In my garden, is my studio. I can see it from the house, and I get to it from across my garden. As the garden floods easily, everything in Bognor floods easily, Alan has constructed two long thin planks of wood, single file, as a bridge over the waters from the house to the studio door. Even if there are no floods, visitors coming from the house into the studio often think that they ought to balance their way across the garden upon this bridge like thing, as if it is a test. You cannot enter the studio by normal means, it seems, I want you to prove your courage and true heart by tottering along some fiendish construction sent to test your ability to understand art. If you can cross it, you can enter the studio and you will be one of us. If you fall off it, you will land in mud, or if there is no rain, you will just fall off and feel you need to go back and try again. There are those that ignore the bridge, and wade across the garden in wellies, or cross the garden in fine weather without noticing it; they have no tests to pass, in their hearts, they are just fine as they are. I am mentioning this because the studio is, to some, a thing apart. A place where art happens. A place where creativity happens. A place where otherness takes place.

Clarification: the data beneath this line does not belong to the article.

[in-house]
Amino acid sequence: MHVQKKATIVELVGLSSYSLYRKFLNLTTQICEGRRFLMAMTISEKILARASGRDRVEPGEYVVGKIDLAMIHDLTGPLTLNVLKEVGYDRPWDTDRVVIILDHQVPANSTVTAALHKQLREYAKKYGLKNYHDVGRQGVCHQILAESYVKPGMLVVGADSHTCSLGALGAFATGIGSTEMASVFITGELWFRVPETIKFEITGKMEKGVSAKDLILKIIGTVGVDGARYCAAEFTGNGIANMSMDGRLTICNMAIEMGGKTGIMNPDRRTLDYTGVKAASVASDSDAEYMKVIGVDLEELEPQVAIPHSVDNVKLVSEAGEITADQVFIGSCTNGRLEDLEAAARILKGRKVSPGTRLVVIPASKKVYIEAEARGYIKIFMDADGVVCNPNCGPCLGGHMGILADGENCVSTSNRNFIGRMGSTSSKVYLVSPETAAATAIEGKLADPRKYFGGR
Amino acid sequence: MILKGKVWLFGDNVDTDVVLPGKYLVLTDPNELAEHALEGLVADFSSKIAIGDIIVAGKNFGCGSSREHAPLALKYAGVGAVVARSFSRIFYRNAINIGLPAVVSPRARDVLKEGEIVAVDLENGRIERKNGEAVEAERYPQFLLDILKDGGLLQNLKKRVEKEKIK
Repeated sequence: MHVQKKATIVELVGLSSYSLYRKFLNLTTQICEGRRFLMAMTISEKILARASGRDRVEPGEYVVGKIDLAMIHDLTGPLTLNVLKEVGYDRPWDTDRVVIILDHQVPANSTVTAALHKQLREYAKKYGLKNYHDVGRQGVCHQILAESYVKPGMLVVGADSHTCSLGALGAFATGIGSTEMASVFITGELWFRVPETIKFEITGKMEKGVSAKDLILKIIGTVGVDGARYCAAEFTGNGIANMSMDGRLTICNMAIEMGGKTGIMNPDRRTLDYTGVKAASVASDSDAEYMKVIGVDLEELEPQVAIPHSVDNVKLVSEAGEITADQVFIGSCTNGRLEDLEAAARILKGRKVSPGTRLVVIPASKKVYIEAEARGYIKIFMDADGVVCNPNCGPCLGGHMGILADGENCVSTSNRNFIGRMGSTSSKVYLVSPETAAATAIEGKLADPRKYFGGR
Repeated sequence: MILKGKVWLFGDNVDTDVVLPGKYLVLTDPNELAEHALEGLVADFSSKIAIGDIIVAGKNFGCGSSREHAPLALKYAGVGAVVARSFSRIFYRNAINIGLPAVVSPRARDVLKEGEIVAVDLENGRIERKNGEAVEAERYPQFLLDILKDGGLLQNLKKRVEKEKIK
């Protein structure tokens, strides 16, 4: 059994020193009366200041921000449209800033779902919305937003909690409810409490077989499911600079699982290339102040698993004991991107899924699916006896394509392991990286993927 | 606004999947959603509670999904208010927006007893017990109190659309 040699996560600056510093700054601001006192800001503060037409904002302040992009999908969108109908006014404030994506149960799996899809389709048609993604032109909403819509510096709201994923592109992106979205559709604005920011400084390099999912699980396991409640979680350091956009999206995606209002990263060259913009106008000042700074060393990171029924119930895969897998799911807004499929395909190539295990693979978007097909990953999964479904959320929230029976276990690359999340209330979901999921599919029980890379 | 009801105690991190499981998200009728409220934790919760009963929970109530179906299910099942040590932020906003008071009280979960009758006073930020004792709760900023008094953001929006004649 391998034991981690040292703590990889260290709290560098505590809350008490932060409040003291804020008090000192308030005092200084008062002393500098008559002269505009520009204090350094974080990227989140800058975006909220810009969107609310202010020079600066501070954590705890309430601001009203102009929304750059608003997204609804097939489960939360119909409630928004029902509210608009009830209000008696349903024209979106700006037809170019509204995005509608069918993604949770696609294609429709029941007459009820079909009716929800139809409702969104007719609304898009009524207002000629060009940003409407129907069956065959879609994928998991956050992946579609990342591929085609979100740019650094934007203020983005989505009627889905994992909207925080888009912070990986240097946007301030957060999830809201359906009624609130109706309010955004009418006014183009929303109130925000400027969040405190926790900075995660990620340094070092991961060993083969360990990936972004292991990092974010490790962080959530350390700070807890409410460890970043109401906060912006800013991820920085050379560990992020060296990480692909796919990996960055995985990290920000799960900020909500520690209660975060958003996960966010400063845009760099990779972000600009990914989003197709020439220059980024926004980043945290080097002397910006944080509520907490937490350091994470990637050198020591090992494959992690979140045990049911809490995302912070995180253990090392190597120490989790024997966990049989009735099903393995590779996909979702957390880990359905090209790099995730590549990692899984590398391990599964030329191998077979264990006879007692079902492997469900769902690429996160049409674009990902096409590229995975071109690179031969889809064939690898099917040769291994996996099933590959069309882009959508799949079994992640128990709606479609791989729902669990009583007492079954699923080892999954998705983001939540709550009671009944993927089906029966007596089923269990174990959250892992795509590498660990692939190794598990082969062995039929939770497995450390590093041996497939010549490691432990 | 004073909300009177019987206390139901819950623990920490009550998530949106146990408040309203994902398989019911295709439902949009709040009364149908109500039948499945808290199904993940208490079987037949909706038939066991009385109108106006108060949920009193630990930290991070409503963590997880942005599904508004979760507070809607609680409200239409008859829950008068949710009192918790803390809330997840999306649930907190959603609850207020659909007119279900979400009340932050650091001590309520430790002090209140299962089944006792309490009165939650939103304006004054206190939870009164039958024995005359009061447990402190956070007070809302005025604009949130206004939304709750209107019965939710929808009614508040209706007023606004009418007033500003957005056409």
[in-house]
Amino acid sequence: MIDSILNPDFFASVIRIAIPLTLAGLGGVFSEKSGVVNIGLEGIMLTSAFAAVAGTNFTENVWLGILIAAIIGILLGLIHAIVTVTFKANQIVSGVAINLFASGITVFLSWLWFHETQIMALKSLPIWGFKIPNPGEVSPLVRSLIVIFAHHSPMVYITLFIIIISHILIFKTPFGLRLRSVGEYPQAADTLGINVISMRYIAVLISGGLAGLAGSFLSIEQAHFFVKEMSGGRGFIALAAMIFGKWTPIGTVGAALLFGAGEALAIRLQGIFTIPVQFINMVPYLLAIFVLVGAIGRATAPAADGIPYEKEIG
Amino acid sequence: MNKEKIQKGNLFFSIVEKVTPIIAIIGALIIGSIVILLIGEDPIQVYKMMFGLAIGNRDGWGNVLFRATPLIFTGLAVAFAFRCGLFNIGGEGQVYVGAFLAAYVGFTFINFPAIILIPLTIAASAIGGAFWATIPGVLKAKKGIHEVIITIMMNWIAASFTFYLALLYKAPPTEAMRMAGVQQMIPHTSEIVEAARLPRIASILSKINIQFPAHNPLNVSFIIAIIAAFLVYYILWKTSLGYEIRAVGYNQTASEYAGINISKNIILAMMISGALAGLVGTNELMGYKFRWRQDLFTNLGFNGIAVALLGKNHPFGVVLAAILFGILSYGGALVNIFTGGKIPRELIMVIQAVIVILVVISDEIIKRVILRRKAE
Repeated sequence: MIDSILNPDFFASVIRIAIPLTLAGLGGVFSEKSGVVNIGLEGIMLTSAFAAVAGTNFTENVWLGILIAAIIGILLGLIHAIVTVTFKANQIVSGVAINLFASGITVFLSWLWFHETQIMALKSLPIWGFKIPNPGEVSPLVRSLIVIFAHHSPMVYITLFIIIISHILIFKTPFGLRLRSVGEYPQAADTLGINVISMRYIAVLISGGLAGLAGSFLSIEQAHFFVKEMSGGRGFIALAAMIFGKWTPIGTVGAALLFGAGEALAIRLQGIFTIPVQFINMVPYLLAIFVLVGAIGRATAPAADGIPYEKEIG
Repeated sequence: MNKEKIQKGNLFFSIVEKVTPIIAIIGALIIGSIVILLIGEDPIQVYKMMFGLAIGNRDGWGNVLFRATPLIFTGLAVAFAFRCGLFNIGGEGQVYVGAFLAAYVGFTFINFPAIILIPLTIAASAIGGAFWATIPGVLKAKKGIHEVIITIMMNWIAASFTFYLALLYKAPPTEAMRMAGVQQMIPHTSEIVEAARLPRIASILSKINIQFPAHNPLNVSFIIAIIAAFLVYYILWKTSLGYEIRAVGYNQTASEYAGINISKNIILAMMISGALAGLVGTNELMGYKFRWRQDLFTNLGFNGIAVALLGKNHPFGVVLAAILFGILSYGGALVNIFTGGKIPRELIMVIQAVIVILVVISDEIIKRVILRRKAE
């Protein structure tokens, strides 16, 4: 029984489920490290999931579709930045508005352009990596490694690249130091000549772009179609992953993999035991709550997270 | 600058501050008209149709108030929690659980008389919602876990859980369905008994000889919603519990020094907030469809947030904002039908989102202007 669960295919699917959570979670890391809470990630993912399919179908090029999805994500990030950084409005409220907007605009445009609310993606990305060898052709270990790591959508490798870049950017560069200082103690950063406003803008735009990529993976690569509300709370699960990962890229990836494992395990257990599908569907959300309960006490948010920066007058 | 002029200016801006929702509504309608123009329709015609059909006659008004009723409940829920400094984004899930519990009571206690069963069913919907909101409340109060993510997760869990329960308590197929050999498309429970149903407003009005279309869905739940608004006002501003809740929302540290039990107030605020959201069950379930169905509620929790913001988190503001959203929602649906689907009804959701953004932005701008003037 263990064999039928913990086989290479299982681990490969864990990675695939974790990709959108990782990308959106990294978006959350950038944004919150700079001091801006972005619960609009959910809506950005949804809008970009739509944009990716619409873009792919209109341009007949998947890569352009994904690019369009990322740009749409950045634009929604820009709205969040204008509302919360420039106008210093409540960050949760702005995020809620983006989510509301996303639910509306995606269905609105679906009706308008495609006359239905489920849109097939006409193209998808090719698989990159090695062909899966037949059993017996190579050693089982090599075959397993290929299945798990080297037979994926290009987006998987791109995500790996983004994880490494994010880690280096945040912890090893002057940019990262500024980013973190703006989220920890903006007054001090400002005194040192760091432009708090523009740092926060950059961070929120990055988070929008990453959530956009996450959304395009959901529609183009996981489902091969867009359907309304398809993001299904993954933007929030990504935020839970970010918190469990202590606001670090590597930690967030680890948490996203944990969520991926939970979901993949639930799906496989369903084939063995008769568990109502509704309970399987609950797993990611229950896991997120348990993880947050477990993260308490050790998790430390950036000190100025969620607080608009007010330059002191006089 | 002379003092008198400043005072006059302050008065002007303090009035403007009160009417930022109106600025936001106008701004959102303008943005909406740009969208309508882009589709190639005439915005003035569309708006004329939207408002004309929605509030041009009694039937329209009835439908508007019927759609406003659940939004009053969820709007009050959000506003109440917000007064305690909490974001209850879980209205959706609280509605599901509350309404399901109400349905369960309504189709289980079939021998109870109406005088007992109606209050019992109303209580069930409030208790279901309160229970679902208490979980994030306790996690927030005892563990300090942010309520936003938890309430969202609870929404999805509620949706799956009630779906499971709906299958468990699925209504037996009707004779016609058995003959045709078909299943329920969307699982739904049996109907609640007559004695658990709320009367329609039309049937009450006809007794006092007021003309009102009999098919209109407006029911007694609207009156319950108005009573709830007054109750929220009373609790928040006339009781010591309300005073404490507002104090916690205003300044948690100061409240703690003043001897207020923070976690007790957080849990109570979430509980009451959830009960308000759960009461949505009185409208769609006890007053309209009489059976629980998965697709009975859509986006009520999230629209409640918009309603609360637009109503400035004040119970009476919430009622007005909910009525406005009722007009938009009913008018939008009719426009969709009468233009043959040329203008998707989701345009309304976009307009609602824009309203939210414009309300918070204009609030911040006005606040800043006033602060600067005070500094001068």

Even to me, as I look over the garden to the studio, even to me and it is my studio, I feel a little bit of alarm. In there, I paint. What if I can't paint any more? Will the bridge break and the studio melt away? It is a place I have used over the years for creativity, for thinking, for being broken and mending again through art - that is where the A Graceful Death exhibition evolved - I have used it the play, to organise, to be entirely in the creative zone. There is no housework in the studio, there is no cooking, there is no making the family work, as there is in my house. In the house, I can be called away to all manner of things to do with having children, keeping a home going, being available to the outside world. Sometimes, I look over the garden at the studio as a place I shall never enter again. Sometimes I feel that life has taken over and that I have fallen into every day life as if into a bowl of blancmange, and I shall never climb out again. That passes though; I gird up my loins, and with a bellow of intent, I leave the house to either cross the rickety bridge over the floods to the studio door, or stride across the garden in my slippers, scattering daisies as I go. With a look of grim determination on my face, I pull out the newspaper wedged into the door which doesn't close without it because the lock and the handle fell off years ago, and I enter my studio. Even though it often is so messy I get the hoover out and clean it up before starting any work. Even though it is often so cold I can see my breath on the air as I breathe it. Even though my paints may have congealed because they have been untouched for a while on the old chipped plates that I use as a palette. Even though all of this and more, it is where I have left my real self, it is where I am enabled and challenged, it is where I can do things.